Oil leaking from turbocharger does not always means it’s a failure
Some say that the turbocharger consumes oil, others that the oil is leaking from it or that the turbocharger “takes oil”. In any case, the turbocharger is one of the most common sources of potential problems that customers come to a mechanic. To explain the phenomenon of oil leaks, it is first necessary to mention the structure of a turbocharger, specifically what it consists of and how its sealing system works.
When a turbocharger lying on a workbench is flooded with oil that blocks the oil flow, no one should be surprised that oil will escape from the middle body, both to the intake side and to the turbine side. In order for the turbocharger to be tight, a rotational movement and pressure must appear, both in the bodies on the exhaust and air side. During proper system operation, these pressures are always higher than the oil pressure, which is about 1 bar after running on the bearings.
Due to the enormous rotational speeds (up to 250.000 rpm) and temperatures in the turbocharger (up to 1.200oC) on the exhaust side, typical oil seals (O-rings) cannot and are not used for turbochargers. Never the less, the construction of the sealing system of the turbocharger is quite simple. Both on the air side and on the turbine side there is a so-called oil ejector with a sealing ring and only when the turbocharger shaft rotates, the centrifugal force throws the oil outside into special oil spaces and it flows by gravity into the oil sump. A fitted steel sealing ring pressed down by exhaust pressure further seals the system. Exactly the same phenomenon can be observed on the air side, the difference is only in the construction of the oil ejector which is built into the so-called back plate or is a completely separate component.
The above technical solutions do not allow the oil to leak out of the turbocharger during its proper operation, i.e., without damaged bearing system. Therefore, oil leakage is not a cause of the problem in itself, but a symptom that indicates the possibility of a real problem. The most common causes of turbocharger oil leakage, but not related to turbocharger failure, are:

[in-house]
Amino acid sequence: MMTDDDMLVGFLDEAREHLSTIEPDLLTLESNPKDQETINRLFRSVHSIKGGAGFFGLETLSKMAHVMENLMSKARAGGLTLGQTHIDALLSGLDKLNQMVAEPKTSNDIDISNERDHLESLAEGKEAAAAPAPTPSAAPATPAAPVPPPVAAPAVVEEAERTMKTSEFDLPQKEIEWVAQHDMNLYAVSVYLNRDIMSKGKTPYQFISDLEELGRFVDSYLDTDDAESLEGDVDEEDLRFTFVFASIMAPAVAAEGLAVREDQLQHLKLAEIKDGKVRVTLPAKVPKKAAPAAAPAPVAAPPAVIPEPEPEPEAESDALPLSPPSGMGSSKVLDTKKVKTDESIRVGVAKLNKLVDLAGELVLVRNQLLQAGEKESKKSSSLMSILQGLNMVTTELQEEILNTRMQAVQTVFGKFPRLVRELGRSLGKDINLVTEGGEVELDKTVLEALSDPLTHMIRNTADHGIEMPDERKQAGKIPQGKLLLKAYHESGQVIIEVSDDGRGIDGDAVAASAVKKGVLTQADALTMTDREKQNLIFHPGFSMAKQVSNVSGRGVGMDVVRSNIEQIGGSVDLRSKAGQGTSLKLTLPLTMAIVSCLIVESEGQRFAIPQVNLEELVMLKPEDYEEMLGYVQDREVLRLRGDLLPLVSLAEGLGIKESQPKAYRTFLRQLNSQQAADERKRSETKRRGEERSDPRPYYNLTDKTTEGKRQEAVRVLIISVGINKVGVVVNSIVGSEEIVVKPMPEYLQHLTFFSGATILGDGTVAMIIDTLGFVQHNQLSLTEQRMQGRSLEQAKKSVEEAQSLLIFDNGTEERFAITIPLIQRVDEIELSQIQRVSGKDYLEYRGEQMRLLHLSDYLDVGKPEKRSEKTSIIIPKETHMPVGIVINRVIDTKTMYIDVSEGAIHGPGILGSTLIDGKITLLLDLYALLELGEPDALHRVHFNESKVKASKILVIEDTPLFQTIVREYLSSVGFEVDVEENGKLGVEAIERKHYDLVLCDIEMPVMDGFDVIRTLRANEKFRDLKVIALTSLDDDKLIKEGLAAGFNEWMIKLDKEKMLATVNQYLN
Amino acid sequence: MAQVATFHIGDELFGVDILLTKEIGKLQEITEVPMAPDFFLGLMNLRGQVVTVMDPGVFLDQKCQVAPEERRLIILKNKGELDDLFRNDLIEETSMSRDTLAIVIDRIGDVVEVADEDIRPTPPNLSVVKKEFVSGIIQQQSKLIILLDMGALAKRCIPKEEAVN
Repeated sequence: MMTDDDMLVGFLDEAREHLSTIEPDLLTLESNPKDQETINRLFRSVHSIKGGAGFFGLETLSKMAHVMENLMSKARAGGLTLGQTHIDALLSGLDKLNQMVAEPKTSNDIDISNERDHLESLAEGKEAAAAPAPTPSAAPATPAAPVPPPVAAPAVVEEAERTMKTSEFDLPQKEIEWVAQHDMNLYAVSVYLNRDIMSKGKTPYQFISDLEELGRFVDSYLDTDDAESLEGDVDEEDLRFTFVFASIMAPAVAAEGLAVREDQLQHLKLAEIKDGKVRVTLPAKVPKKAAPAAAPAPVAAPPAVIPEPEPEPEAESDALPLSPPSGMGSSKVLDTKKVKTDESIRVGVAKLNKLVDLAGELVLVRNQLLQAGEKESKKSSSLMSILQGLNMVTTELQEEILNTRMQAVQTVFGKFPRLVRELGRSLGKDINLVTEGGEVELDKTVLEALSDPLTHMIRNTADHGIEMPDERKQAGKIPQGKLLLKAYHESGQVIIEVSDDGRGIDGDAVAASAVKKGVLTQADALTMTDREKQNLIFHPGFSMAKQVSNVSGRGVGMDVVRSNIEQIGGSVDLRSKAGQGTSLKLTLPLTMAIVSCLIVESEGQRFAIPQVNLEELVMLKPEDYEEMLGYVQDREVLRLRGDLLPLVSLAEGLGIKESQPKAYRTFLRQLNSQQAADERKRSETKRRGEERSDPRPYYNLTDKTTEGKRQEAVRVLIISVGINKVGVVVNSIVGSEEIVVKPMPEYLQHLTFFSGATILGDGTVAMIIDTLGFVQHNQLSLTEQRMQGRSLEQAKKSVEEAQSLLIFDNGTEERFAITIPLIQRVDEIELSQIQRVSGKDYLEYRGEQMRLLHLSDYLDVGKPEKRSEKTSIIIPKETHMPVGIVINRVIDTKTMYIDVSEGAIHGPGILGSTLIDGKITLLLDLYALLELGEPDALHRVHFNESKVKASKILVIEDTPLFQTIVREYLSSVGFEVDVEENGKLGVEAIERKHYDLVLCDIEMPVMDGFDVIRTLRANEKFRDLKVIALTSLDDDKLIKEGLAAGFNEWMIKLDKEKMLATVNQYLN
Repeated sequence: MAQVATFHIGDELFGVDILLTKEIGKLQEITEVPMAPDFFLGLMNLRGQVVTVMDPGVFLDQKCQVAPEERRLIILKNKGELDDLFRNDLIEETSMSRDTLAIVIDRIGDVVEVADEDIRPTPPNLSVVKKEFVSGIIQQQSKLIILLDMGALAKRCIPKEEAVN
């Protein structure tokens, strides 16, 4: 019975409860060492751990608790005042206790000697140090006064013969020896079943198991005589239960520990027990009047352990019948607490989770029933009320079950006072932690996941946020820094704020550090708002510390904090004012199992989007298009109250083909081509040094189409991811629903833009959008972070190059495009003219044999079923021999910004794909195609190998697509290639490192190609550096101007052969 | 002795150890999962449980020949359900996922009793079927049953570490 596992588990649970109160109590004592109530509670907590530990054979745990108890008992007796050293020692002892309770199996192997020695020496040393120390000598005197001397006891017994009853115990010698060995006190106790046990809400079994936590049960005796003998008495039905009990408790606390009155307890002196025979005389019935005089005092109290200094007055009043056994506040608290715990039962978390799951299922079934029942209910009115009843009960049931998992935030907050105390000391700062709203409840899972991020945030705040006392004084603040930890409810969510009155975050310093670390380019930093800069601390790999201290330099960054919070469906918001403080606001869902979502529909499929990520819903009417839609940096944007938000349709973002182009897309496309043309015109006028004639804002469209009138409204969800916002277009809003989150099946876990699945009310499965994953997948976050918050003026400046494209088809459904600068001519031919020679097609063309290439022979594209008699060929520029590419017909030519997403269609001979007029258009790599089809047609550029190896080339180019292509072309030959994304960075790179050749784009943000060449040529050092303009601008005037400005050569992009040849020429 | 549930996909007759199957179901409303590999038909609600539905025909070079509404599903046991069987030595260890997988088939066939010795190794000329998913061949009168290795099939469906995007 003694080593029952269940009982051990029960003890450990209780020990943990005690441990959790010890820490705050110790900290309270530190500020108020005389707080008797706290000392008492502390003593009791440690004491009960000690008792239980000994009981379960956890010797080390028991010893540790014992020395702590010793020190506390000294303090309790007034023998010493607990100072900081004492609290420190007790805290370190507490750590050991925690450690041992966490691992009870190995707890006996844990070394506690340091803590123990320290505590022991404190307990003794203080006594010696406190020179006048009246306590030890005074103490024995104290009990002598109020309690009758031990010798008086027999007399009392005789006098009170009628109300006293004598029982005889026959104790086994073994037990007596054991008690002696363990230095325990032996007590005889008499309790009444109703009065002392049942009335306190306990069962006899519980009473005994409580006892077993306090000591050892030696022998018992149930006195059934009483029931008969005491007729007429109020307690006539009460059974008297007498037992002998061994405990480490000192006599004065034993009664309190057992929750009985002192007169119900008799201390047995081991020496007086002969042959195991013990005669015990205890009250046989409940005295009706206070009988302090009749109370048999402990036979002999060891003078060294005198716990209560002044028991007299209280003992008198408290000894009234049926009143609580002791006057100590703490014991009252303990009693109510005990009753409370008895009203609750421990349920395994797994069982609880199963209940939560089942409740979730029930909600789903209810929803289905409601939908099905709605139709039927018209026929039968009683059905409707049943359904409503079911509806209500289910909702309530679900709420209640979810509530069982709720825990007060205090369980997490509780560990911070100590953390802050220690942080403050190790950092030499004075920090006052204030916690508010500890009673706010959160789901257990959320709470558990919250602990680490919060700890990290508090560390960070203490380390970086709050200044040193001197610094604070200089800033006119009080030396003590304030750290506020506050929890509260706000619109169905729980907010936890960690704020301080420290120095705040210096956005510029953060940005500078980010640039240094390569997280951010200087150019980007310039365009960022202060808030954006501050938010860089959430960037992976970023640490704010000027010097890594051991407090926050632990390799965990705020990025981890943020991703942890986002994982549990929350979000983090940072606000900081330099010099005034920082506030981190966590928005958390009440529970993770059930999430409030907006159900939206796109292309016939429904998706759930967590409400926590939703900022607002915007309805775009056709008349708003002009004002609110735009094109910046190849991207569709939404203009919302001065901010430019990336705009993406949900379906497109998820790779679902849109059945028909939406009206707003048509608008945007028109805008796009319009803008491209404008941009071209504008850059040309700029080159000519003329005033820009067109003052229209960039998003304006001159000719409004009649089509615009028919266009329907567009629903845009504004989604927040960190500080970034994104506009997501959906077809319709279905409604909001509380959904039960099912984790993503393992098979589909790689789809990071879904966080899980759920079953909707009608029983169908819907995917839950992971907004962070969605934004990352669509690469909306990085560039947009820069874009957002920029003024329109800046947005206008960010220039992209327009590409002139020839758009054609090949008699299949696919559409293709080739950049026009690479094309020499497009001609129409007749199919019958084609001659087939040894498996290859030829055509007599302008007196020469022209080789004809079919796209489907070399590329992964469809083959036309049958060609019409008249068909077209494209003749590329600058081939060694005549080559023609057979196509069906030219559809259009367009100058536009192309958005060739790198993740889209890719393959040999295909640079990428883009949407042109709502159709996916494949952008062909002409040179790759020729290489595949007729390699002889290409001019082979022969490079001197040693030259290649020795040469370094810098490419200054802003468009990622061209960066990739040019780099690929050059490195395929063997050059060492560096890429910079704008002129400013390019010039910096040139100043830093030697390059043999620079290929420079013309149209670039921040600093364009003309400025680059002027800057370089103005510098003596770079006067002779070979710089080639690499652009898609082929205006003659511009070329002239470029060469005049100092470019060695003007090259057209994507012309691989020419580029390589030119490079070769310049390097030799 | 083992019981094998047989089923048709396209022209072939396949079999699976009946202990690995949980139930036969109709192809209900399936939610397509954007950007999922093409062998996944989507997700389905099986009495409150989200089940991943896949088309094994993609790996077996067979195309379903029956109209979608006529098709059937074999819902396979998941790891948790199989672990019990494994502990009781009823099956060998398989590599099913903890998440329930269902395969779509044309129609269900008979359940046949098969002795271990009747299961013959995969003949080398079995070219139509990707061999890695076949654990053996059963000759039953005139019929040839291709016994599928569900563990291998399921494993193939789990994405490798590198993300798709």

Malfunctioning of the crank ventilation system.
The intake section of a turbocharger not only draws in air but also helps relax the crankcase. Very often incorrect oil separation in the “crankcase breather” results in the appearance of oil on the turbocharger’s compression wheel and further in the intercooler. However, this is not the fault of the turbocharger.
It is generally known that oil leaves the turbocharger by gravity flowing into the oil sump. In addition, the movement of the pistons creates a vacuum that facilitates its drainage. Even a small increase in pressure in the crankcase blocks the free flow of oil from the turbocharger and its leakage especially to the exhaust system of our car. The increase in crankcase pressure is influenced by gas permeation through the valve rings, gas permeation through the valve guides, or gas permeation between the piston and cylinder.
Other often trivial things blocking the oil flow in the turbocharger
It could be that the oil level in the engine is too high, blocking the free flow of oil into the oil pan. Clogged oil drain line that may be kinked or contaminated by old burnt oil, reducing the oil flow through it.
Also a mismatched gasket is often the reason for oil leakage from the turbocharger. A gasket that is too small in diameter effectively blocks oil flow leading to oil leakage to both the exhaust and compression sides.
While discussing earlier the proper operation of the turbocharger’s sealing system we mentioned how important is the pressure in the bodies on the air and exhaust sides, without which our turbo will start to lose its tightness. Especially the second one is very important in the context of oil leaks from the turbocharger. Many of us very often encounter services such as cutting out the catalytic converter or diesel particulate filter. It should be remembered that the removal of any elements from the car’s exhaust system results in a change of exhaust gas pressure in the exhaust system, which most often leads to oil leaks from the turbocharger as such actions disturb its proper operation.
As you can see not only the failure of turbocharger is the cause of its leakages but very often, they are the phenomena not connected with the turbocharger at all. This is why a proper diagnosis by a mechanic is so important. Finding the correct cause of the leaks will save your mechanic time, but most importantly the money spent on replacing a new turbo.